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Transforming factory buildings into public housing estates is not an unattainable feat in Hong Kong. In fact, there is a unique estate in Chai Wan that has achieved this remarkable transformation. It stands as the sole public housing estate in the city that has been converted from traditional factory buildings – introducing Wah Ha Estate. The rich historical narrative and conservation value that it embodies provide a wealth of stories to share.
The Estate’s Historical Background: H-Shaped Factory Buildings
Formerly known as Chai Wan Factory Buildings, Wah Ha Estate once stood as a 5-story structure built as early as 1959. Among the remaining architectural examples of H-shaped factory buildings in Hong Kong, it stands as a testament to a bygone era. The building boasts open public corridors, communal toilets on each floor, terrazzo stairs, and ramps for transporting goods. Eschewing elevators, the estate employs an open property management approach without gates, a design evoking nostalgia among the older generation.
Chai Wan Factory Buildings were officially recognized as Grade II historic buildings by the Antiquities Advisory Board on February 20, 2013, underscoring its historical significance.
Subsequent to this designation, the buildings underwent a conversion process in 2013. While the exterior remained largely unchanged, structural alterations were undertaken, including creating openings on specific floors to facilitate ventilation and illumination for residential units. The installation of two elevators enhanced residents’ convenience. Additional improvements encompassed the addition of an entrance gate, security counters, a closed property management system, estate service offices, and mutual aid committee offices. Notably, the transformation project incurred a substantial cost of HKD 330 million, translating to an average of HKD 1.76 million per unit – surpassing the expense of constructing new public housing units.
A Singular Building Estate in Chai Wan
Wah Ha Estate offers a distinctive experience owing to its modest size, comprised solely of Wah Hin House. This compact layout facilitates swift exploration in comparison to larger housing estates. Initial impressions of Wah Hin House highlight its architectural continuity, paying homage to its earlier incarnation as an H-shaped factory building. The original name, “Chai Wan Factory Buildings,” still adorns the building’s exterior facing the taxi stand, underscoring its historical connection to the fundamental traits of factory buildings.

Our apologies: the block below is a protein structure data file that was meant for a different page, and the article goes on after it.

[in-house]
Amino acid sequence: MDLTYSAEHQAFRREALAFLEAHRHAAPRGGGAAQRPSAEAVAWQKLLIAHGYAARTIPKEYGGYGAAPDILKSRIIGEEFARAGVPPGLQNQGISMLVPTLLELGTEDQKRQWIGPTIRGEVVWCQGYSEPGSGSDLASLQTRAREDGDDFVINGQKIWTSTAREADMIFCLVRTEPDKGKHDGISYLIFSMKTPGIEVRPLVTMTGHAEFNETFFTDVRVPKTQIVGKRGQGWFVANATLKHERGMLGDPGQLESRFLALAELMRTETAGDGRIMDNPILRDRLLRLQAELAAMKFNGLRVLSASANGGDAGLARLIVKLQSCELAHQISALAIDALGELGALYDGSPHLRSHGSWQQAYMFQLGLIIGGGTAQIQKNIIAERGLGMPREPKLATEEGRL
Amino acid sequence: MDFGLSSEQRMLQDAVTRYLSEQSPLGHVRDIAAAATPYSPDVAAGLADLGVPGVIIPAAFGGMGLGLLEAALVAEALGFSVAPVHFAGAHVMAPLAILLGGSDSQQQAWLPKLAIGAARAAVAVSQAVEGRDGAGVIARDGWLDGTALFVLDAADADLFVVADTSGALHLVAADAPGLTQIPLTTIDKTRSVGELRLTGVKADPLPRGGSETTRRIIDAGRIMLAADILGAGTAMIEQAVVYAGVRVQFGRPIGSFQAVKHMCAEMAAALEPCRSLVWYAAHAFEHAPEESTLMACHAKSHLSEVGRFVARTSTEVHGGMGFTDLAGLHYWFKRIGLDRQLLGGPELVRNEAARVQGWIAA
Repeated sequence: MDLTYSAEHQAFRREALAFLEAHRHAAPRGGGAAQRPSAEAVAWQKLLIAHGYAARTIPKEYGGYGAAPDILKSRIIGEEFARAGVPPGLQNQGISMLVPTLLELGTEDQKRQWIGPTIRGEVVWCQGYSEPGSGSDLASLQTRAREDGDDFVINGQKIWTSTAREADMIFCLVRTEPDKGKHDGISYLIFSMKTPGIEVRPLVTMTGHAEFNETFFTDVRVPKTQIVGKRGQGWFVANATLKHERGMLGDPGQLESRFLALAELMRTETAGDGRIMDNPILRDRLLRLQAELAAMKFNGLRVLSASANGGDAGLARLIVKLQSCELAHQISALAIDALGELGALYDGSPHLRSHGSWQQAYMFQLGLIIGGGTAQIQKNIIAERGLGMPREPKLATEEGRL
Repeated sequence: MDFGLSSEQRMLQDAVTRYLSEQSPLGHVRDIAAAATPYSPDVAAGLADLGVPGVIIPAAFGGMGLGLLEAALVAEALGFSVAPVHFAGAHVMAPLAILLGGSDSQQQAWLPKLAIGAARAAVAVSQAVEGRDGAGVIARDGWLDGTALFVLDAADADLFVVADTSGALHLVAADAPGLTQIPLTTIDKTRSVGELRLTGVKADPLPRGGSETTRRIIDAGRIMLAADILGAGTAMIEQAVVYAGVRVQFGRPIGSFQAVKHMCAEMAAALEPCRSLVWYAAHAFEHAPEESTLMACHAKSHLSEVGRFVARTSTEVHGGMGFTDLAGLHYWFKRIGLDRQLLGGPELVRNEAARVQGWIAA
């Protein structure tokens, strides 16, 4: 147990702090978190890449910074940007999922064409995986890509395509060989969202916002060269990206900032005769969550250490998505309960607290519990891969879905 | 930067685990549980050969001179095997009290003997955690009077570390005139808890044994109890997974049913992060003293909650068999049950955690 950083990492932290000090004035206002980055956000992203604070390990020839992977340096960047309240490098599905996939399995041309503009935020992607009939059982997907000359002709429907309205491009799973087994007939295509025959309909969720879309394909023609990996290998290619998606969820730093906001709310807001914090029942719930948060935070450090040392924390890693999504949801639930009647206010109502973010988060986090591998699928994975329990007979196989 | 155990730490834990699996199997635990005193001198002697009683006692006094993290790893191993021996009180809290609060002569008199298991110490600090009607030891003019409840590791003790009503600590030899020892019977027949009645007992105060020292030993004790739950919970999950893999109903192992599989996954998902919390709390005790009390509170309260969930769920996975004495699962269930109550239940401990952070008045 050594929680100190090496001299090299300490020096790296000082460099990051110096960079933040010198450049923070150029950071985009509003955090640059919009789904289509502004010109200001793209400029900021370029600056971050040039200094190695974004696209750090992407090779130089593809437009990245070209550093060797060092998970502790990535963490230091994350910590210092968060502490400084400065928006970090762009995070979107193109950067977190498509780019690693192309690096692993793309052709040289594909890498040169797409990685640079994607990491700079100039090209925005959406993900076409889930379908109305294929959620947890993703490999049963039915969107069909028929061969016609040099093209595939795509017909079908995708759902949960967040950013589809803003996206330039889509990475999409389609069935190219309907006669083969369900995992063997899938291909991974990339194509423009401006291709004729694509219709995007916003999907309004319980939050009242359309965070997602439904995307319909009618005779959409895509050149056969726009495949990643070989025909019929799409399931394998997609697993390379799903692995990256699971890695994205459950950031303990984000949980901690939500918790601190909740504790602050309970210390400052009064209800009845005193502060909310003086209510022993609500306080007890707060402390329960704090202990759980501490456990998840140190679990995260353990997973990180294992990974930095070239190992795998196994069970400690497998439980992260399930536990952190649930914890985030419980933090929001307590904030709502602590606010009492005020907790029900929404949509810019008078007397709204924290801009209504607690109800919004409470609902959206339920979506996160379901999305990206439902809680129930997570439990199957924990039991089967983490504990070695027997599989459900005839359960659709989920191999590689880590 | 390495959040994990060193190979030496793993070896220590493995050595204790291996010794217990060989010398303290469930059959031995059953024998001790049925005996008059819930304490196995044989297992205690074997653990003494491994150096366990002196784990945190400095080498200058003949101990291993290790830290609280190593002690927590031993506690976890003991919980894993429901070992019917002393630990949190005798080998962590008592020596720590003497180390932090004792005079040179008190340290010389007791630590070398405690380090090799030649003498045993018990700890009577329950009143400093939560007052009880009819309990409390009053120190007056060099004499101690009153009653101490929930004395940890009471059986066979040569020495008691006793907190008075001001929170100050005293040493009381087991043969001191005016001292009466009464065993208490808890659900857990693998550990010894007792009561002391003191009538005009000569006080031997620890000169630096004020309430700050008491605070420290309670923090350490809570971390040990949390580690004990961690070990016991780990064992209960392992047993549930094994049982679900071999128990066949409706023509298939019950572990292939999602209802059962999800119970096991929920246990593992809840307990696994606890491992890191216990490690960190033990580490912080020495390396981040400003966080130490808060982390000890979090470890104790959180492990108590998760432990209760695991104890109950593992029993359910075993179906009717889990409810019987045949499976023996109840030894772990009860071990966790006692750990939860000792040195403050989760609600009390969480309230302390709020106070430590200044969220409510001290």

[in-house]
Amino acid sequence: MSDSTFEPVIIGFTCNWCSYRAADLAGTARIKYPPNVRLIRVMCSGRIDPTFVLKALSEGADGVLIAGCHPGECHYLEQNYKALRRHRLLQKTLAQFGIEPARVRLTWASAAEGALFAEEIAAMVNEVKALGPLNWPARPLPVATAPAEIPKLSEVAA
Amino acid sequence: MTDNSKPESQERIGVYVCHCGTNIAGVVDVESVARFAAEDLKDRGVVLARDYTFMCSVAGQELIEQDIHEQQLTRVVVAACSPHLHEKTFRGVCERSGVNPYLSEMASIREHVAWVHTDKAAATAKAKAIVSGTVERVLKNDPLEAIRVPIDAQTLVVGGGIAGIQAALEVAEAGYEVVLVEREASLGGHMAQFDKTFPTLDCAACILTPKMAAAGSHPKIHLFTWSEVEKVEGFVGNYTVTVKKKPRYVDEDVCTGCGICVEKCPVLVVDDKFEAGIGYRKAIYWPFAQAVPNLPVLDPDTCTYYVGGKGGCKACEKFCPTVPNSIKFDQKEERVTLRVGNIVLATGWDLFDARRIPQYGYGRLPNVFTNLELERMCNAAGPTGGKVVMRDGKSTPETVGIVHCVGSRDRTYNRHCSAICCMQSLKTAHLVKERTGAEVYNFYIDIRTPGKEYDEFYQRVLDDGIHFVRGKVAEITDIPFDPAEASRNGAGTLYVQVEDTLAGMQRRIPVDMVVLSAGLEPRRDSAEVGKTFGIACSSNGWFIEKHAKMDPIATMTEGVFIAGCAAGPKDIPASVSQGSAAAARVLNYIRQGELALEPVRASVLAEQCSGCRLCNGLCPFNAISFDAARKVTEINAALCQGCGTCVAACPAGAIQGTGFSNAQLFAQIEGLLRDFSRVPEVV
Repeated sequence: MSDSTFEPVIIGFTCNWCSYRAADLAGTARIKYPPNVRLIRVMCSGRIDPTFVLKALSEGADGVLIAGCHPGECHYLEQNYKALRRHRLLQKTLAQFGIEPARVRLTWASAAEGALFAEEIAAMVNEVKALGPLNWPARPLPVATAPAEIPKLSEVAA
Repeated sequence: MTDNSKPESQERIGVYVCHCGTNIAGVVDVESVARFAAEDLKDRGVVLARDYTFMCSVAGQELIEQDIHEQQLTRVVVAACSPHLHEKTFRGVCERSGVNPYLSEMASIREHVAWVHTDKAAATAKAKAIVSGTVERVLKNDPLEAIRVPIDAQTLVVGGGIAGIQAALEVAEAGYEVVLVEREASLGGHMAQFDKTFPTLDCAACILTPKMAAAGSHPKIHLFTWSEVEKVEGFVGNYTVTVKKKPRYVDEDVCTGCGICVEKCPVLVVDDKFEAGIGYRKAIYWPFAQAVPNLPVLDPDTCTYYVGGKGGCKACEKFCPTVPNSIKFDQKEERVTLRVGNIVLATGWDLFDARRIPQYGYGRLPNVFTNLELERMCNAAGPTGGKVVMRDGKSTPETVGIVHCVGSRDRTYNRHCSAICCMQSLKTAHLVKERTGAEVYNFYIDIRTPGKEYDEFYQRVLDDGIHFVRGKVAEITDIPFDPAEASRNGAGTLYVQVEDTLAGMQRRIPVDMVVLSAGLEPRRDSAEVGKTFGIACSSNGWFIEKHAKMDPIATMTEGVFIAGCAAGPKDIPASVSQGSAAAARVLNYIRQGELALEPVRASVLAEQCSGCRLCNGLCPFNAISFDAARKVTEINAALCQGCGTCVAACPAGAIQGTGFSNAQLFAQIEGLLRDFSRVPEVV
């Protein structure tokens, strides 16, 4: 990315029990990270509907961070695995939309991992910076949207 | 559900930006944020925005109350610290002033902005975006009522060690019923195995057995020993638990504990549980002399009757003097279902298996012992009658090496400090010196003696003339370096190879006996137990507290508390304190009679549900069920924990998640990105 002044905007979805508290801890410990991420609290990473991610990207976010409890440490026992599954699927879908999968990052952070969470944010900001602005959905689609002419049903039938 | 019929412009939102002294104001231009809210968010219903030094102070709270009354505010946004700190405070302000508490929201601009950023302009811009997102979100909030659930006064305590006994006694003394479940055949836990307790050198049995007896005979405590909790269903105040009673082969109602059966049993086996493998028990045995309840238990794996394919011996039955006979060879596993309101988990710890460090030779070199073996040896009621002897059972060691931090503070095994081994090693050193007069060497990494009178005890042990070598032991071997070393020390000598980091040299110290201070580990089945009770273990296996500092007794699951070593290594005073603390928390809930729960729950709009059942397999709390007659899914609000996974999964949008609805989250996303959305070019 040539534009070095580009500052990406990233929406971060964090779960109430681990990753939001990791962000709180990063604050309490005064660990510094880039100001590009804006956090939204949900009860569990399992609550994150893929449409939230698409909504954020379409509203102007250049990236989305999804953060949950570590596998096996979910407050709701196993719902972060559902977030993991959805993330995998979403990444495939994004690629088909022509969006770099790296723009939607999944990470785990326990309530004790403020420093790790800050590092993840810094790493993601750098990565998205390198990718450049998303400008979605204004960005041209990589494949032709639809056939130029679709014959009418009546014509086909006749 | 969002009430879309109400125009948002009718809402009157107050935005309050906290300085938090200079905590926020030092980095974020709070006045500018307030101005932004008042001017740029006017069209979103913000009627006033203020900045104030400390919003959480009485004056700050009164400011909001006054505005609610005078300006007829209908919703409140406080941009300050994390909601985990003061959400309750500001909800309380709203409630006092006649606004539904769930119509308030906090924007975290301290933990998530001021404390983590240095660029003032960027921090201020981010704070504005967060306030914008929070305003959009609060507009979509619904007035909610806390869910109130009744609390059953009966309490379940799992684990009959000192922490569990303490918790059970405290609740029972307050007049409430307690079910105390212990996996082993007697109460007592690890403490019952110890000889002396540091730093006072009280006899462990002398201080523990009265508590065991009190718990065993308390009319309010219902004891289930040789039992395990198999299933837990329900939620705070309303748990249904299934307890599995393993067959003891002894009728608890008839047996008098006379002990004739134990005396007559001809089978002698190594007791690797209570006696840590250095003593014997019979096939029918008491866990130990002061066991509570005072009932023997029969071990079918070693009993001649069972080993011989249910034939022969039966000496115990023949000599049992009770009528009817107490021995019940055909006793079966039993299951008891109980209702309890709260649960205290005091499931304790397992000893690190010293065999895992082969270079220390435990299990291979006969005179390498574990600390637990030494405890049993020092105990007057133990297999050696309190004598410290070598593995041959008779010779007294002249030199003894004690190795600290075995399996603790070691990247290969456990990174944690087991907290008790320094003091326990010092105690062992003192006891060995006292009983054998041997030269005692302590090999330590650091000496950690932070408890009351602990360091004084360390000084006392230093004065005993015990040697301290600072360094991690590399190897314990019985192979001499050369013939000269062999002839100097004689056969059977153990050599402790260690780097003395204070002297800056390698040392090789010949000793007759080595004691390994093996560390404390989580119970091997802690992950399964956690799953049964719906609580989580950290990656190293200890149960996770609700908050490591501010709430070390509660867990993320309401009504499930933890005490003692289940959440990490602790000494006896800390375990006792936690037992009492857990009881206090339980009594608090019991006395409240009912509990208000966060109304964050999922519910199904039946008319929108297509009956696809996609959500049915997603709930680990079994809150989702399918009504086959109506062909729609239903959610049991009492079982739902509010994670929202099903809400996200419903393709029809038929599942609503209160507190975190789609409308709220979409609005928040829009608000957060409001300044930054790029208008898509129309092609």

To augment comprehension of the history and attributes of the former Chai Wan Factory Buildings, Wah Ha Estate houses an underground exhibition area. At the entrance, historical display panels recount the evolution of factory buildings, complemented by an adjoining cultural relic gallery showcasing artifacts such as movable printing machines, wardrobes, wooden carving boxes, furniture, toys, and signage from erstwhile everyday goods vendors. These relics possess significant historical value and offer a tantalizing glimpse into the past. For those with an inclination to delve deeper into the historical development of factories in Hong Kong, this zone merits exploration.
Moreover, Wah Ha Estate features a contemporary iteration of the traditional public housing folding gates, a design element retained in the ground-floor retail establishments that continue to operate. Even the inscription “Chai Wan Factory Buildings” etched upon the folding gates remains distinctly visible.
Greening Beyond Estate Renewal
In addition to revitalization efforts, the conversion of Wah Ha Estate incorporates various environmentally conscious features. For instance, a garden and recreational area adorn the H-shaped courtyard, serving as both a serene retreat and an ideal backdrop for photography. Introducing green rooftops assists in mitigating the urban heat island effect, while the retention of natural ventilation designs benefits residential units and corridors. Acknowledging these distinct attributes, Wah Ha Estate has been honored with architectural awards, attesting to its recognition within the industry.
However, one limitation during visits pertains to the location of green rooftops and communal spaces within the residential precinct, making it challenging for the general public to gain insight into the inner workings of Wah Ha Estate.
Conservation Comes at a Price
While Wah Ha Estate’s dedication to conservation is laudable, the question of its suitability for habitation arises. According to reports, conservation requirements have imposed various restrictions on residential units. These encompass the prohibition of subdividing rooms, allowing only furniture-based partitions. Furniture is restricted from touching the ceiling, and the use of nails on walls or floors is not permitted. While this preservation-centric approach is pivotal, it does pose certain inconveniences for residents.
Striking a balance between conservation and housing needs presents a formidable challenge.
Basic Info (Wah Ha Estate, 華廈邨)
Location: 2 Kut Shing Street, Chai Wan
Year of Intake: 2016 (After the conservation construction)
No. of Block: 1
Type of Block: H-shaped
Name of Block: Wah Yan House
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